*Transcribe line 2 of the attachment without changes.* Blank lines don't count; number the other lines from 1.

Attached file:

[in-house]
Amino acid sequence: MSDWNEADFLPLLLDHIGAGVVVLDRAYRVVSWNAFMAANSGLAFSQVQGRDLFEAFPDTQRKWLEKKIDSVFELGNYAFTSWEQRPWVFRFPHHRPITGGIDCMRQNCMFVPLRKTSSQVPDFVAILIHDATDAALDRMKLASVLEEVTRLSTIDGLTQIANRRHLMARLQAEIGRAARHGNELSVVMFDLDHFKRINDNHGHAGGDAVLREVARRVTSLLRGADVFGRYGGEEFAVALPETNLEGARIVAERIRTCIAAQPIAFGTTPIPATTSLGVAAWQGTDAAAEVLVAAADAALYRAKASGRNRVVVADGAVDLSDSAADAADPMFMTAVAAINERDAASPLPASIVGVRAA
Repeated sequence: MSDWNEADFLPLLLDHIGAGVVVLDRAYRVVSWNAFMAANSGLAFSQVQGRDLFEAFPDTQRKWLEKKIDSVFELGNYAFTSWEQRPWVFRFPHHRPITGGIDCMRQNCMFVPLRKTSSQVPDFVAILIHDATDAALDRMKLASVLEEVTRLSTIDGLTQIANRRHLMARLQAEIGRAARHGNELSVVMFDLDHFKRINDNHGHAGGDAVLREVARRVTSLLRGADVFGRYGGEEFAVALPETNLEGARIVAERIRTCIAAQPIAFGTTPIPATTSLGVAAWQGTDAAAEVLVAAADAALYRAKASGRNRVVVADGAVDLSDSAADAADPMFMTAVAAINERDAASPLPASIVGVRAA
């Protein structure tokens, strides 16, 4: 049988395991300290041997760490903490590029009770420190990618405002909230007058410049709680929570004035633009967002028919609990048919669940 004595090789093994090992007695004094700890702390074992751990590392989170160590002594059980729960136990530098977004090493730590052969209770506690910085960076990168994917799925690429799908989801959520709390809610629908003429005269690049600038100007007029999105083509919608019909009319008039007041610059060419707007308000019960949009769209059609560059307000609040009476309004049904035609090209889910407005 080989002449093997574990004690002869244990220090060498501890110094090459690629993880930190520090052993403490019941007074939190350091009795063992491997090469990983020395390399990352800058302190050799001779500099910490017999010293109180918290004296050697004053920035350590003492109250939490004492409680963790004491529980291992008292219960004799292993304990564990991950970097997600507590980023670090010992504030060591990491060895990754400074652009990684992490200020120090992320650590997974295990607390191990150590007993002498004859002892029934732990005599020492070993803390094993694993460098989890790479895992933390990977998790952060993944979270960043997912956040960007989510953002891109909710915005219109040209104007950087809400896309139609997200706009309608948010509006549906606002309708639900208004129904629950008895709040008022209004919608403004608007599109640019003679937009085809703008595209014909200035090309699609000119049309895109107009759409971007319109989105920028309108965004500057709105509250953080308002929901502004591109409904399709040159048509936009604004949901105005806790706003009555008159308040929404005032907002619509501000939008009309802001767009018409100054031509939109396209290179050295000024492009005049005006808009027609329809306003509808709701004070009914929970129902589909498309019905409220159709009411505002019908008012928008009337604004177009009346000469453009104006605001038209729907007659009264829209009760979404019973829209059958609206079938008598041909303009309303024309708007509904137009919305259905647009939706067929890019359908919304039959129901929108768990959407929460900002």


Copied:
Amino acid sequence: MSDWNEADFLPLLLDHIGAGVVVLDRAYRVVSWNAFMAANSGLAFSQVQGRDLFEAFPDTQRKWLEKKIDSVFELGNYAFTSWEQRPWVFRFPHHRPITGGIDCMRQNCMFVPLRKTSSQVPDFVAILIHDATDAALDRMKLASVLEEVTRLSTIDGLTQIANRRHLMARLQAEIGRAARHGNELSVVMFDLDHFKRINDNHGHAGGDAVLREVARRVTSLLRGADVFGRYGGEEFAVALPETNLEGARIVAERIRTCIAAQPIAFGTTPIPATTSLGVAAWQGTDAAAEVLVAAADAALYRAKASGRNRVVVADGAVDLSDSAADAADPMFMTAVAAINERDAASPLPASIVGVRAA